Australia has filed a lawsuit against Meta, the parent company of Facebook, saying that it allowed fraudulent advertising to target users with phony celebrity endorsements.
According to a regulator, the internet giant participated in “false, misleading, or deceptive behavior” by knowingly displaying adverts for fraudulent cryptocurrency.
Financial and other penalties might be imposed on the US corporation.
Meta has yet to respond, but has previously stated that it is dedicated to preventing fraudsters from using its services.
The ads in issue, according to the Australian Competition and Consumer Commission (ACCC), exploited Facebook’s algorithms to target vulnerable consumers and contained phony comments from Australian celebrities.
Former New South Wales Premier Mike Baird, popular TV broadcaster David Koch, and rich entrepreneur Dick Smith were among the names used without permission.
The ACCC chairman Rod Sims said in a statement on Friday that “the heart of our argument is that Meta is liable for these adverts that it posts on its platform.”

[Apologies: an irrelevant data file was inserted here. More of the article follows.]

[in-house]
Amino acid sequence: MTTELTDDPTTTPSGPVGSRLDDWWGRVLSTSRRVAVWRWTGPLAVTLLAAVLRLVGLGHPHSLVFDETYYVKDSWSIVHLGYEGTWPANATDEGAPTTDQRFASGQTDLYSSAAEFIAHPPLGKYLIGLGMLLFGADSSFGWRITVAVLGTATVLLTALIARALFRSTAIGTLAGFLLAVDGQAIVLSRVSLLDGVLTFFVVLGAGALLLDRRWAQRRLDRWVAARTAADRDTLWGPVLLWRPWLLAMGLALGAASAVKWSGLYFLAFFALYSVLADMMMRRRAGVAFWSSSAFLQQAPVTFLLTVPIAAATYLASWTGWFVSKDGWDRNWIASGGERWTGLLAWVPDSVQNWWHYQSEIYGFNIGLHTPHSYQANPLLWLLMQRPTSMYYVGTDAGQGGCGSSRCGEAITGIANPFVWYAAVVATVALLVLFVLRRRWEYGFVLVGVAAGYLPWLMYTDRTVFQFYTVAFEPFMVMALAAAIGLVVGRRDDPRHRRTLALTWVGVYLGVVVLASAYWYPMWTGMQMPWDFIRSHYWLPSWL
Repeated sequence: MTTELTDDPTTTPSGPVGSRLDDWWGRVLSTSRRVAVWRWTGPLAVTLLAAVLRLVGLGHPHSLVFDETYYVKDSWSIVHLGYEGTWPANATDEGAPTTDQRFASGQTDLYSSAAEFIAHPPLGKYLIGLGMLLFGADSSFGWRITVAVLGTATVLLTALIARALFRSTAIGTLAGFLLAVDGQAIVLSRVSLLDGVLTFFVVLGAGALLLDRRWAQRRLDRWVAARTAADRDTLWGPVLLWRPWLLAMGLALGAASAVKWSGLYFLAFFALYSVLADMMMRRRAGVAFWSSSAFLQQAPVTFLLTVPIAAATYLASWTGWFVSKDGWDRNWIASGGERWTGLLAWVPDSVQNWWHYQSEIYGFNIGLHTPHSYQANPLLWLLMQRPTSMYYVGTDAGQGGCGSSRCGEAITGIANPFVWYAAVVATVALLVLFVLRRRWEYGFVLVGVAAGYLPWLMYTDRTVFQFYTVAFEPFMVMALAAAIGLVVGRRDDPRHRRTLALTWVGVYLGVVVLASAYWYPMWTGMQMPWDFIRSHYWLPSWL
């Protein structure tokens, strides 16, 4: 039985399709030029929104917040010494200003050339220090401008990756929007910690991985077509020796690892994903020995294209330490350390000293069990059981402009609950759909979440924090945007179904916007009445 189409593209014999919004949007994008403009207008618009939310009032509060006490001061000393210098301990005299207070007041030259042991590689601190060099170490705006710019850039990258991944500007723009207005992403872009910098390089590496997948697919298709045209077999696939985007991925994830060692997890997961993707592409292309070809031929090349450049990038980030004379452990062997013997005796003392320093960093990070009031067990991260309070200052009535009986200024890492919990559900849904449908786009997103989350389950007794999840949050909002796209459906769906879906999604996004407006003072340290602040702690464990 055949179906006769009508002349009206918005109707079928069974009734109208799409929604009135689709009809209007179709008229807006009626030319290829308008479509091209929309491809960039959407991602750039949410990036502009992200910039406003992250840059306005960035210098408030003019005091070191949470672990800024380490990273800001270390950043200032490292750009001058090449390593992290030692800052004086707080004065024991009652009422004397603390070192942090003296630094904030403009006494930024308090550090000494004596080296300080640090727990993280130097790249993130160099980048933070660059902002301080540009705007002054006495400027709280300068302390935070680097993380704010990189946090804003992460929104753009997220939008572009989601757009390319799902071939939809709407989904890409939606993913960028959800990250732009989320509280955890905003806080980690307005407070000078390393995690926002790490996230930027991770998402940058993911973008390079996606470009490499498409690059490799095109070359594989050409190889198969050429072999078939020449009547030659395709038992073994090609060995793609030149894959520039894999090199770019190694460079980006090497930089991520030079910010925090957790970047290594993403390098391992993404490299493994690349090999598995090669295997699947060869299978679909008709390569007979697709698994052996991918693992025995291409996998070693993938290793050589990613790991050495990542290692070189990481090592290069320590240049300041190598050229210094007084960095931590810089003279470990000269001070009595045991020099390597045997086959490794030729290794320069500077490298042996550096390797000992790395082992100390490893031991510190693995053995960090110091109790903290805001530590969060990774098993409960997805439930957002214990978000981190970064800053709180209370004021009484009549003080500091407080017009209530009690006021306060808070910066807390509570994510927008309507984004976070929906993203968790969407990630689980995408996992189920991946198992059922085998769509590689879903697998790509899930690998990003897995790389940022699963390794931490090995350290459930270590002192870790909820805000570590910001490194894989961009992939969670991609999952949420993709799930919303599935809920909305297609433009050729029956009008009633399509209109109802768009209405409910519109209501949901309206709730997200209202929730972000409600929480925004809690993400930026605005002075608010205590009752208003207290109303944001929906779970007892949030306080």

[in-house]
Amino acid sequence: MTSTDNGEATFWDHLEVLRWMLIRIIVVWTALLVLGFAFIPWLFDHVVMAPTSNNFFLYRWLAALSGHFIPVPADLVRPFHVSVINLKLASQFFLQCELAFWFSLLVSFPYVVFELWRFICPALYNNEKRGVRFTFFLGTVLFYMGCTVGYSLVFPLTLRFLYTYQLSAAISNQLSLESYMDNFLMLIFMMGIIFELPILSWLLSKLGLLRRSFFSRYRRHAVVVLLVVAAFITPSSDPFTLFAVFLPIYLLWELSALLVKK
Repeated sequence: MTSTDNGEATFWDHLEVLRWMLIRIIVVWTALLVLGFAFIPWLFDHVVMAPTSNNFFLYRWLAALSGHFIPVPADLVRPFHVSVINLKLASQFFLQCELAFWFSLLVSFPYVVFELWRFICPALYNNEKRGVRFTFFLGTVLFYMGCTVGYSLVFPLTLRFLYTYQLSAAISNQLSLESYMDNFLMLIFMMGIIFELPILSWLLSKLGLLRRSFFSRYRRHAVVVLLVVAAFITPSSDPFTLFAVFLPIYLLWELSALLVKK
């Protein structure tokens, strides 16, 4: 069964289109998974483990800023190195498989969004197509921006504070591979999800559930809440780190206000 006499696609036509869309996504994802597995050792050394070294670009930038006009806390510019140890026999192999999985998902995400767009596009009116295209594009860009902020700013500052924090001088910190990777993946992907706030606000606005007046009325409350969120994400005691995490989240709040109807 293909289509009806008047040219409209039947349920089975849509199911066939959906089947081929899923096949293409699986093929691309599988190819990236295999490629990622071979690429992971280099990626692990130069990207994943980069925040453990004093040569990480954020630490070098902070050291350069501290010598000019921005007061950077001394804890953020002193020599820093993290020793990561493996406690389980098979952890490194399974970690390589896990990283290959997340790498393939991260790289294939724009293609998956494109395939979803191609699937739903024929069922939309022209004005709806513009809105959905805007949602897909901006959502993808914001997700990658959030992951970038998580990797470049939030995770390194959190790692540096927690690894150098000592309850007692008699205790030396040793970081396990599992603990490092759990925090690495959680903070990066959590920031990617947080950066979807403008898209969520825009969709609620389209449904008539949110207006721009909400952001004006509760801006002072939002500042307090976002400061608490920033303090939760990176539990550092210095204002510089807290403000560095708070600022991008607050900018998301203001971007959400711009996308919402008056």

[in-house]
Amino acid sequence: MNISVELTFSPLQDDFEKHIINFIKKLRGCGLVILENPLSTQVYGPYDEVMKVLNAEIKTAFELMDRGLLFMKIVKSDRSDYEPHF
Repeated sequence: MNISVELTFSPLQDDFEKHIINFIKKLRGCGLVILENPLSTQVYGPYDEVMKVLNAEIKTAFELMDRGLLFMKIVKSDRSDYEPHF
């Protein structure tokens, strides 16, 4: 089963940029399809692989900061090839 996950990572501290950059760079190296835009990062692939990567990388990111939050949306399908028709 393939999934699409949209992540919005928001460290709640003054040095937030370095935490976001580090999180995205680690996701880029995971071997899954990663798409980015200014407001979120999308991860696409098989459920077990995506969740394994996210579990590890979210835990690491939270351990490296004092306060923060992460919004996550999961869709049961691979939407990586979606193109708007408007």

Meta allegedly did this intentionally and failed to prevent the frauds despite celebrity concerns, according to the court case filed in Australia’s Federal Court.
“We know of one customer who lost almost A$650,000 (£360,000; $480,000) as a result of one of these frauds being falsely presented as an investment opportunity on Facebook. This is a deplorable situation “Mr. Sims explained.
Last month, Australian millionaire Andrew Forrest filed a criminal complaint against Meta for using his picture in fraudulent adverts.
While Dr. Forrest accuses Google of violating anti-money laundering regulations, the ACCC’s complaint involves suspected violations of consumer law or another regulatory act.
In 2021, Meta, which also owns Instagram and Whatsapp, generated $115 billion in worldwide advertising income.